Candlelight tours showcase Fort Malden in new “light”

 

 

By Jolene Perron

 

Guests had a chance to see Fort Malden by candlelight Saturday evening, a new tour idea, which their interpretation officer hopes will continue.

“We decided to do the candlelight tour this year to really showcase some of the evening stories of the history of The Fort,” explained Alex Dale, interpretation officer at Fort Malden Historic Site. “Not just the military history but some of the other stories, from the lunatic asylum period, to the establishment of the historic site itself, a lot of the stories that we really don’t talk about during the day. We focus more on the actions and the battles and events of the War of 1812 or the Rebellions of 1837 and the daily lifestyle of the soldiers, we don’t really talk about a lot of the evening aspects.”

Fort Malden National Historic Site of Canada offered a candlelight tour last Saturday night. Their next event is this week’s Haunted Fort, run in conjunction with the House Youth Centre.

Dale explained, the tour didn’t just involve storytelling but there were even re-enactors on the grounds in period uniforms playing games, cooking in the cookhouse, and on guard duty. He said it’s very different from what they’re doing next week, which is the Haunted House Tours with The House Youth Centre. While that is more of a spooky, jump out at you sort of thing, this weekend’s events were more educational while still casting a new “light” on the stories of Fort Malden.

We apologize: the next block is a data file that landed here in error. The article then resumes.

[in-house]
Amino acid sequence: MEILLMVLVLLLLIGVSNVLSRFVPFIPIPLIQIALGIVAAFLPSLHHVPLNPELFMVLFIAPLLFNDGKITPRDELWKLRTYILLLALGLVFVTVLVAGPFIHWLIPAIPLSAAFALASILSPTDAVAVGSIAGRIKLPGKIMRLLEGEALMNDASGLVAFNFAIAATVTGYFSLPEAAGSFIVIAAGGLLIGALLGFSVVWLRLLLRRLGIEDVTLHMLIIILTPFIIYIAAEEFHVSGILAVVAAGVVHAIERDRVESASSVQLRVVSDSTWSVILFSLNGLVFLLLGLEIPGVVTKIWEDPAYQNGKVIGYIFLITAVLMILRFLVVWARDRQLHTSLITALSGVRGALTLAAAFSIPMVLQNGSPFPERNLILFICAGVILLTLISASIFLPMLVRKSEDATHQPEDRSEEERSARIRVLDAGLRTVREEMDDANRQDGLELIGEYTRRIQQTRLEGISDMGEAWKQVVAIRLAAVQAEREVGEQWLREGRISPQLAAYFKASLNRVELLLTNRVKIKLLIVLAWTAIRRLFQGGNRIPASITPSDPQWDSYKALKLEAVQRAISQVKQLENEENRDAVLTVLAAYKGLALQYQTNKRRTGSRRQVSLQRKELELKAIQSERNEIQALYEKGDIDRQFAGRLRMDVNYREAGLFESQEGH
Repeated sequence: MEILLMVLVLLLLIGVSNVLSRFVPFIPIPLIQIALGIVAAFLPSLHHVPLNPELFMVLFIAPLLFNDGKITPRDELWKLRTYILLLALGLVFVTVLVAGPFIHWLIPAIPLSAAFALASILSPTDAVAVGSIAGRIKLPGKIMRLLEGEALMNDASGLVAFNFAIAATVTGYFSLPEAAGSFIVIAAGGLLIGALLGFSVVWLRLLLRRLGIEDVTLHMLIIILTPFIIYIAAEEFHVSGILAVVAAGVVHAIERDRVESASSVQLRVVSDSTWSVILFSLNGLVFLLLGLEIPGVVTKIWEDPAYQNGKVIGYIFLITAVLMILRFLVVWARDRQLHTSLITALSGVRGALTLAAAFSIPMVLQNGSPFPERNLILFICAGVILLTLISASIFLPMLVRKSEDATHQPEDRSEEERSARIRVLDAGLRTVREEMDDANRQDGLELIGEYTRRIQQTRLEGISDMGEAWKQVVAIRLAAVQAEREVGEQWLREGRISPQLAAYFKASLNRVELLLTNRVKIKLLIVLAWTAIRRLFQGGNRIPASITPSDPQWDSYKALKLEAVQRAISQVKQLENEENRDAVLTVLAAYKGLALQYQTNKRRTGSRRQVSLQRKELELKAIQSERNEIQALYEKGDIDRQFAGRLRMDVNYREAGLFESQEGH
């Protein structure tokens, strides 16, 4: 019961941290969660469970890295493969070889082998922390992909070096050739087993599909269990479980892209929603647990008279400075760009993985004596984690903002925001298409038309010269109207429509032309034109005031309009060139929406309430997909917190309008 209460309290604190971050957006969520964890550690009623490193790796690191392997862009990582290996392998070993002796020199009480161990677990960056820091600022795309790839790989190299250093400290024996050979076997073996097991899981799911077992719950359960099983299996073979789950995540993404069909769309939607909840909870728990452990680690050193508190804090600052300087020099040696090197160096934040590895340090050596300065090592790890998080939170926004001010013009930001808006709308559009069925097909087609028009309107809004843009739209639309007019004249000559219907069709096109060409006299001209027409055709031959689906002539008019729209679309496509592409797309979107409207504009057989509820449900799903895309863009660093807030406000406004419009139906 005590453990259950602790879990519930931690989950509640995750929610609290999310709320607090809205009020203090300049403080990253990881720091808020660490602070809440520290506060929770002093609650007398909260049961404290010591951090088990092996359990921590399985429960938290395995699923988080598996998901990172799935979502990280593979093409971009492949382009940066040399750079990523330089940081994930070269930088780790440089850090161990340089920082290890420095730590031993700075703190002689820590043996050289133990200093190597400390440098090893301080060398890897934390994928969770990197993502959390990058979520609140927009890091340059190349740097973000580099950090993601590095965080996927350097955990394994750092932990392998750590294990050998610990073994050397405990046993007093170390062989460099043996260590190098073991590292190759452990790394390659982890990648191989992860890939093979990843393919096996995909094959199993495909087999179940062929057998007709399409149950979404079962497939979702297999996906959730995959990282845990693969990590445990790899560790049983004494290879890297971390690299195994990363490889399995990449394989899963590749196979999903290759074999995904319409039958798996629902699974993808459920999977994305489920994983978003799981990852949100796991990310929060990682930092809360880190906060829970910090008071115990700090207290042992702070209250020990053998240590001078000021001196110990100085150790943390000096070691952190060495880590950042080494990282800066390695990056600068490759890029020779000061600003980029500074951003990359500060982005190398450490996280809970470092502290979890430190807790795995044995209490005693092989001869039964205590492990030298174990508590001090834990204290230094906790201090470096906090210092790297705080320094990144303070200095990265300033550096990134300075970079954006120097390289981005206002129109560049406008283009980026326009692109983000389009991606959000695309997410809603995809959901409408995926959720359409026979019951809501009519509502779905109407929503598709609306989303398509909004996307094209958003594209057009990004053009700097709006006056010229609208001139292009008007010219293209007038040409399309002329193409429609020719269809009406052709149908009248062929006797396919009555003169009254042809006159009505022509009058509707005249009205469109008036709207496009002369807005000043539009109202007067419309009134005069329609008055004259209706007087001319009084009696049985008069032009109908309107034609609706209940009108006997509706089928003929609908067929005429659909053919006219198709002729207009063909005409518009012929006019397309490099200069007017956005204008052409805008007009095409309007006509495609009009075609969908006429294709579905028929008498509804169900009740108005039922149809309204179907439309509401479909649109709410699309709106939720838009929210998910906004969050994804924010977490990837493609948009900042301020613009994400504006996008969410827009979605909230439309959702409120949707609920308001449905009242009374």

One of the stories Dale shared was the mass desertion of soldiers from the 89th regiment. He explained, soldiers were on guard duty, which was a standard, 24-hour shift. Their job was two-fold – to watch out for anybody who might be approaching The Fort and also to try to stop any soldiers who might desire to run away from deserting.

“Little did anybody think the guards themselves would be doing the deserting,” Dale said.

At quarter to one in the morning Feb. 24, one of the guards, shouted “all is well.” It was repeated all the way along. Then the next 15-minute interval he shouted “all is well” and there was nothing. There was no return, so he then shouted “all is not well” and the sergeant of the guard came running. A total of 12 soldiers had deserted that night, and as far as they have found with any documents they have tried to research, they were never found.

“I enjoy storytelling,” said Dale. “It’s my passion, as an interpreter. It also helps me with my own learning and my own passion in historical research because now I can find other stories and share them in a different light than some of the more normal stories we tell. For me it’s a new and exciting, and fairly enjoyable event. I’m hoping that it’s something we can carry on and do in the future as well.”

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